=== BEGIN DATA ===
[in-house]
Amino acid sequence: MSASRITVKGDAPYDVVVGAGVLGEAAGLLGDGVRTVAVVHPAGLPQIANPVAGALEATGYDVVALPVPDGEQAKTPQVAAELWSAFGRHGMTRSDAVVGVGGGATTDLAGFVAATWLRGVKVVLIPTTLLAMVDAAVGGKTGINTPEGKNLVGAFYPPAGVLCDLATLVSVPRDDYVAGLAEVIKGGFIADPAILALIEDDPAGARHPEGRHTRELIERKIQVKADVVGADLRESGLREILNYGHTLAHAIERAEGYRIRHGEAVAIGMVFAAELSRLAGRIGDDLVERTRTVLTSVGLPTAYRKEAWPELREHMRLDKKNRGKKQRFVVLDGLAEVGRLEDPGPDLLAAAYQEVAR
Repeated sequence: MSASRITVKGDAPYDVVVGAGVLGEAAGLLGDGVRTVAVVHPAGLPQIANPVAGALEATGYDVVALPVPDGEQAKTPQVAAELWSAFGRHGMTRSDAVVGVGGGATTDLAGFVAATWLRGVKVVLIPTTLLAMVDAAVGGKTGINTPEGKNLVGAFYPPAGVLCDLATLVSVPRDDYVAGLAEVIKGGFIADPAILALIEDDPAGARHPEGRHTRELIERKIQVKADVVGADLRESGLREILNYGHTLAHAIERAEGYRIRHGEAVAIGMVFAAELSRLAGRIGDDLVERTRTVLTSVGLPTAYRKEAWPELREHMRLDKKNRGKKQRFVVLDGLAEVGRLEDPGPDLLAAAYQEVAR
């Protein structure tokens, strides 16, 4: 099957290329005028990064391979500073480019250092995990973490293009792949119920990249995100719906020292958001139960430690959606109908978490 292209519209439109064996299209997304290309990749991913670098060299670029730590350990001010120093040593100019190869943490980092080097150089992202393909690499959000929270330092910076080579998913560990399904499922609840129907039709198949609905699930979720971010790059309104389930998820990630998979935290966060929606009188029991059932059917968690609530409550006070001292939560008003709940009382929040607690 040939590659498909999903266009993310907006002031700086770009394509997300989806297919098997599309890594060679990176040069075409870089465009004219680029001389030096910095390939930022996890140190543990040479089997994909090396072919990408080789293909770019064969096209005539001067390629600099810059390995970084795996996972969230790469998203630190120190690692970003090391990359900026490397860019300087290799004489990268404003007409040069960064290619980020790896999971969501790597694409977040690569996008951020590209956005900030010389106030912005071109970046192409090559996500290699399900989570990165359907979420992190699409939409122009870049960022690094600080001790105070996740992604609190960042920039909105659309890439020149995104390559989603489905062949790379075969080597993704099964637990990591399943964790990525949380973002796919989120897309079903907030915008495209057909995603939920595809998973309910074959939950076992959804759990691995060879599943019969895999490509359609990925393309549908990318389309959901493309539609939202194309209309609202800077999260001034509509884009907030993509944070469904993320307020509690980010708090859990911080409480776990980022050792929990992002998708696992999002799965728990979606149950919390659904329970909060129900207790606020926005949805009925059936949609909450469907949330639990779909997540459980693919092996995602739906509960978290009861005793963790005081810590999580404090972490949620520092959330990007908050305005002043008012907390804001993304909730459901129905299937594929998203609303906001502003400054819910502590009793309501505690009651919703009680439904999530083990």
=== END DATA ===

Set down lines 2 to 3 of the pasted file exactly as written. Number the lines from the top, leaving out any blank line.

Amino acid sequence: MSASRITVKGDAPYDVVVGAGVLGEAAGLLGDGVRTVAVVHPAGLPQIANPVAGALEATGYDVVALPVPDGEQAKTPQVAAELWSAFGRHGMTRSDAVVGVGGGATTDLAGFVAATWLRGVKVVLIPTTLLAMVDAAVGGKTGINTPEGKNLVGAFYPPAGVLCDLATLVSVPRDDYVAGLAEVIKGGFIADPAILALIEDDPAGARHPEGRHTRELIERKIQVKADVVGADLRESGLREILNYGHTLAHAIERAEGYRIRHGEAVAIGMVFAAELSRLAGRIGDDLVERTRTVLTSVGLPTAYRKEAWPELREHMRLDKKNRGKKQRFVVLDGLAEVGRLEDPGPDLLAAAYQEVAR
Repeated sequence: MSASRITVKGDAPYDVVVGAGVLGEAAGLLGDGVRTVAVVHPAGLPQIANPVAGALEATGYDVVALPVPDGEQAKTPQVAAELWSAFGRHGMTRSDAVVGVGGGATTDLAGFVAATWLRGVKVVLIPTTLLAMVDAAVGGKTGINTPEGKNLVGAFYPPAGVLCDLATLVSVPRDDYVAGLAEVIKGGFIADPAILALIEDDPAGARHPEGRHTRELIERKIQVKADVVGADLRESGLREILNYGHTLAHAIERAEGYRIRHGEAVAIGMVFAAELSRLAGRIGDDLVERTRTVLTSVGLPTAYRKEAWPELREHMRLDKKNRGKKQRFVVLDGLAEVGRLEDPGPDLLAAAYQEVAR